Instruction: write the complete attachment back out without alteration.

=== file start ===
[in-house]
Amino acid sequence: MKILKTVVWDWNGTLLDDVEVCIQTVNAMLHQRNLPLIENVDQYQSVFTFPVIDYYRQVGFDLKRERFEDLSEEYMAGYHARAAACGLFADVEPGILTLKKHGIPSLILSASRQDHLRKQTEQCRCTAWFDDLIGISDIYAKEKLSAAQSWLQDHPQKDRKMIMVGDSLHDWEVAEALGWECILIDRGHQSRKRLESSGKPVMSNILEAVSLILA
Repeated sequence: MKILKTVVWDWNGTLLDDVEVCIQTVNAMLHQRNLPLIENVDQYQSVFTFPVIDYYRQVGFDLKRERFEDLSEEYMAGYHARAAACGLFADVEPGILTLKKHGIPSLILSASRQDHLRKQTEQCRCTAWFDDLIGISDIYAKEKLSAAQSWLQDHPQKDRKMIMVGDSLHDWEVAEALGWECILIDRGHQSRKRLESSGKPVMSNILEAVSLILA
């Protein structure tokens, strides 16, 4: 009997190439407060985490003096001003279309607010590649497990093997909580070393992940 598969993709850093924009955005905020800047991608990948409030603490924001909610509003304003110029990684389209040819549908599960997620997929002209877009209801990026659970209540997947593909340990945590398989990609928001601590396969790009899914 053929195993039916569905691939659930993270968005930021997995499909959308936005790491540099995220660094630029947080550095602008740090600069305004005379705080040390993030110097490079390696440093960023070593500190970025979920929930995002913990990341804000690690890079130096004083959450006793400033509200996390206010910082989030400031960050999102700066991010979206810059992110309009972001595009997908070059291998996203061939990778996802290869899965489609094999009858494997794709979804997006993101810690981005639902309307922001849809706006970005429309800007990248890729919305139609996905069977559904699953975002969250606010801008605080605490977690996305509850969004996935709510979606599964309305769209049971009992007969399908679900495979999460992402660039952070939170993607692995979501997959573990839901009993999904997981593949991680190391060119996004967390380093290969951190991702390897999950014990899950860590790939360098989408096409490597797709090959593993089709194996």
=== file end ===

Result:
[in-house]
Amino acid sequence: MKILKTVVWDWNGTLLDDVEVCIQTVNAMLHQRNLPLIENVDQYQSVFTFPVIDYYRQVGFDLKRERFEDLSEEYMAGYHARAAACGLFADVEPGILTLKKHGIPSLILSASRQDHLRKQTEQCRCTAWFDDLIGISDIYAKEKLSAAQSWLQDHPQKDRKMIMVGDSLHDWEVAEALGWECILIDRGHQSRKRLESSGKPVMSNILEAVSLILA
Repeated sequence: MKILKTVVWDWNGTLLDDVEVCIQTVNAMLHQRNLPLIENVDQYQSVFTFPVIDYYRQVGFDLKRERFEDLSEEYMAGYHARAAACGLFADVEPGILTLKKHGIPSLILSASRQDHLRKQTEQCRCTAWFDDLIGISDIYAKEKLSAAQSWLQDHPQKDRKMIMVGDSLHDWEVAEALGWECILIDRGHQSRKRLESSGKPVMSNILEAVSLILA
């Protein structure tokens, strides 16, 4: 009997190439407060985490003096001003279309607010590649497990093997909580070393992940 598969993709850093924009955005905020800047991608990948409030603490924001909610509003304003110029990684389209040819549908599960997620997929002209877009209801990026659970209540997947593909340990945590398989990609928001601590396969790009899914 053929195993039916569905691939659930993270968005930021997995499909959308936005790491540099995220660094630029947080550095602008740090600069305004005379705080040390993030110097490079390696440093960023070593500190970025979920929930995002913990990341804000690690890079130096004083959450006793400033509200996390206010910082989030400031960050999102700066991010979206810059992110309009972001595009997908070059291998996203061939990778996802290869899965489609094999009858494997794709979804997006993101810690981005639902309307922001849809706006970005429309800007990248890729919305139609996905069977559904699953975002969250606010801008605080605490977690996305509850969004996935709510979606599964309305769209049971009992007969399908679900495979999460992402660039952070939170993607692995979501997959573990839901009993999904997981593949991680190391060119996004967390380093290969951190991702390897999950014990899950860590790939360098989408096409490597797709090959593993089709194996």